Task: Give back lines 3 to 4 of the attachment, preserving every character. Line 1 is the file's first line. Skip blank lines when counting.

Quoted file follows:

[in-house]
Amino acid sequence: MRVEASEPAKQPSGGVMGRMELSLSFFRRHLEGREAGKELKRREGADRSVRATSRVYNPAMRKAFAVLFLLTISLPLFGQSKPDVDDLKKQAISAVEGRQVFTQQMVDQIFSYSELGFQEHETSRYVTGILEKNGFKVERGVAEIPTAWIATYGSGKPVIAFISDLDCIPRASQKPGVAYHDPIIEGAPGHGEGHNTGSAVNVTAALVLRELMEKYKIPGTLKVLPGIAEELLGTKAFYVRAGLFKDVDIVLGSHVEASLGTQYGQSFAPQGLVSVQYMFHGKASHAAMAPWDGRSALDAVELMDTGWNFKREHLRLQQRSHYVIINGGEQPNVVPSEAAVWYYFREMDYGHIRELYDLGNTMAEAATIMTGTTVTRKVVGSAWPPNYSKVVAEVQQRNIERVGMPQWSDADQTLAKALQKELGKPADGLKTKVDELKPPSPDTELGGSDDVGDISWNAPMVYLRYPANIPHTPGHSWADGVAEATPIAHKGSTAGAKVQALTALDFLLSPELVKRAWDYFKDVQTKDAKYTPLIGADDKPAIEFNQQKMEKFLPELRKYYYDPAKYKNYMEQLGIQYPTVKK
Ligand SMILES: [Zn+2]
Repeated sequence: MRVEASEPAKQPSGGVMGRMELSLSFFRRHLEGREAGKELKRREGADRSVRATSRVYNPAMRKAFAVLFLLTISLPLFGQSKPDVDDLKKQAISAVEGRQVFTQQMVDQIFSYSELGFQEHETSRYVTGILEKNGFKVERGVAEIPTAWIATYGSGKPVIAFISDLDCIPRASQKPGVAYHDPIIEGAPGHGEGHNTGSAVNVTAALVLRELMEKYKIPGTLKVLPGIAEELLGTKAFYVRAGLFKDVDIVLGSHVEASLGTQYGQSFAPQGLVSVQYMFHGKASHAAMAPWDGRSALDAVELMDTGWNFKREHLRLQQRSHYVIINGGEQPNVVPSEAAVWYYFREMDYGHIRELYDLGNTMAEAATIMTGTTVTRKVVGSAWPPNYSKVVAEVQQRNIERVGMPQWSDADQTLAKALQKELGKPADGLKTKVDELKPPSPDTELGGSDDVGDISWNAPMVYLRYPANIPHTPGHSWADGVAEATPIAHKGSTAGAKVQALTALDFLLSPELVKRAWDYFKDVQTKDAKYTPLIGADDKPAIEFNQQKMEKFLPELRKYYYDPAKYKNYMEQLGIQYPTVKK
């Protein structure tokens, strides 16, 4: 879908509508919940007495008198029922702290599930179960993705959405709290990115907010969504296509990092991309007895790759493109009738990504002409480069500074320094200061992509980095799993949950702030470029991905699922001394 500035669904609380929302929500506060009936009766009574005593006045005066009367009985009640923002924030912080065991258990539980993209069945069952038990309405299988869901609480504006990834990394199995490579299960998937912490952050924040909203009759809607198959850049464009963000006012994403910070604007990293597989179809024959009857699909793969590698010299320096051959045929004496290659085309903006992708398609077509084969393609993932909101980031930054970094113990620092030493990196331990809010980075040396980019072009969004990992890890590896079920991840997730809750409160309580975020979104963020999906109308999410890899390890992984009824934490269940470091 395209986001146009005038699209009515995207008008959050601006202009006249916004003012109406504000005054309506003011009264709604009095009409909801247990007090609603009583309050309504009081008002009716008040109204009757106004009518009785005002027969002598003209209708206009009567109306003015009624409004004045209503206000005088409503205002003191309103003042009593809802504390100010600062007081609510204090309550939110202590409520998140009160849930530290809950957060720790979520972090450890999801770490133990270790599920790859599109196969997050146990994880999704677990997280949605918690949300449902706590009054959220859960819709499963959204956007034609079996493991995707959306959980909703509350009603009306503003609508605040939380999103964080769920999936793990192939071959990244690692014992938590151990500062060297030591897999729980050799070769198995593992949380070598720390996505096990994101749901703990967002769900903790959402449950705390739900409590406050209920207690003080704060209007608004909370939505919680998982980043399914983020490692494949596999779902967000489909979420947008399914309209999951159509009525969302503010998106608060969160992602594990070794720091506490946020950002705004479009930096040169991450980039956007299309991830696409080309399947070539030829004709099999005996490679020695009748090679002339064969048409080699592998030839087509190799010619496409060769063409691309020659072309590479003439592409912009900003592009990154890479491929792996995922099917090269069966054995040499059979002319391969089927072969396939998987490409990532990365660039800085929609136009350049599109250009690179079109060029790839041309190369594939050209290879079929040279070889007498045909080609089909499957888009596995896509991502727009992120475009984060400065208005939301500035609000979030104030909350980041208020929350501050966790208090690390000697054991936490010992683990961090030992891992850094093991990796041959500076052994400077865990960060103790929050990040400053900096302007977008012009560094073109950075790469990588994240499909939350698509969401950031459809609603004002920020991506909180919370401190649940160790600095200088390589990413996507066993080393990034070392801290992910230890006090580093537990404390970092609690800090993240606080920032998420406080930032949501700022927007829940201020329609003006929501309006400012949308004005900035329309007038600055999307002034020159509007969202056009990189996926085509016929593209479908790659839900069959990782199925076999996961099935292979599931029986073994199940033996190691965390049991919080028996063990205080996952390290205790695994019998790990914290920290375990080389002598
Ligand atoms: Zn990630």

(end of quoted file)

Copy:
Ligand SMILES: [Zn+2]
Repeated sequence: MRVEASEPAKQPSGGVMGRMELSLSFFRRHLEGREAGKELKRREGADRSVRATSRVYNPAMRKAFAVLFLLTISLPLFGQSKPDVDDLKKQAISAVEGRQVFTQQMVDQIFSYSELGFQEHETSRYVTGILEKNGFKVERGVAEIPTAWIATYGSGKPVIAFISDLDCIPRASQKPGVAYHDPIIEGAPGHGEGHNTGSAVNVTAALVLRELMEKYKIPGTLKVLPGIAEELLGTKAFYVRAGLFKDVDIVLGSHVEASLGTQYGQSFAPQGLVSVQYMFHGKASHAAMAPWDGRSALDAVELMDTGWNFKREHLRLQQRSHYVIINGGEQPNVVPSEAAVWYYFREMDYGHIRELYDLGNTMAEAATIMTGTTVTRKVVGSAWPPNYSKVVAEVQQRNIERVGMPQWSDADQTLAKALQKELGKPADGLKTKVDELKPPSPDTELGGSDDVGDISWNAPMVYLRYPANIPHTPGHSWADGVAEATPIAHKGSTAGAKVQALTALDFLLSPELVKRAWDYFKDVQTKDAKYTPLIGADDKPAIEFNQQKMEKFLPELRKYYYDPAKYKNYMEQLGIQYPTVKK